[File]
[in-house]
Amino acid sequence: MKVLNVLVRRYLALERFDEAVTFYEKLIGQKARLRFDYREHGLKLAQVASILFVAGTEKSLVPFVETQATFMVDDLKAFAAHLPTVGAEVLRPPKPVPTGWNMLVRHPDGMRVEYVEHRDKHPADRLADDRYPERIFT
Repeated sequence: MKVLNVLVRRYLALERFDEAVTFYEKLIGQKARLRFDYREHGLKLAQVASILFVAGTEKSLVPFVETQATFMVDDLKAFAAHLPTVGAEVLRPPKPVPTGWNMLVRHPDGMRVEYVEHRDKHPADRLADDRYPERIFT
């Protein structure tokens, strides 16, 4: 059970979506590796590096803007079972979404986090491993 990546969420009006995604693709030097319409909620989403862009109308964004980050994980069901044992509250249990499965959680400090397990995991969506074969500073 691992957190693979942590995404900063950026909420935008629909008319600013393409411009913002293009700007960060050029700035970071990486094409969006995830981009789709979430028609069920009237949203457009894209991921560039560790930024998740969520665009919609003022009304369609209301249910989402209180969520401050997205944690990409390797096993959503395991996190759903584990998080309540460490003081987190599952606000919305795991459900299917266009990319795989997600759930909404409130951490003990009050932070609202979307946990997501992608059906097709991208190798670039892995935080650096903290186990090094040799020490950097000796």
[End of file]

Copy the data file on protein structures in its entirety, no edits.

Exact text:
[in-house]
Amino acid sequence: MKVLNVLVRRYLALERFDEAVTFYEKLIGQKARLRFDYREHGLKLAQVASILFVAGTEKSLVPFVETQATFMVDDLKAFAAHLPTVGAEVLRPPKPVPTGWNMLVRHPDGMRVEYVEHRDKHPADRLADDRYPERIFT
Repeated sequence: MKVLNVLVRRYLALERFDEAVTFYEKLIGQKARLRFDYREHGLKLAQVASILFVAGTEKSLVPFVETQATFMVDDLKAFAAHLPTVGAEVLRPPKPVPTGWNMLVRHPDGMRVEYVEHRDKHPADRLADDRYPERIFT
């Protein structure tokens, strides 16, 4: 059970979506590796590096803007079972979404986090491993 990546969420009006995604693709030097319409909620989403862009109308964004980050994980069901044992509250249990499965959680400090397990995991969506074969500073 691992957190693979942590995404900063950026909420935008629909008319600013393409411009913002293009700007960060050029700035970071990486094409969006995830981009789709979430028609069920009237949203457009894209991921560039560790930024998740969520665009919609003022009304369609209301249910989402209180969520401050997205944690990409390797096993959503395991996190759903584990998080309540460490003081987190599952606000919305795991459900299917266009990319795989997600759930909404409130951490003990009050932070609202979307946990997501992608059906097709991208190798670039892995935080650096903290186990090094040799020490950097000796």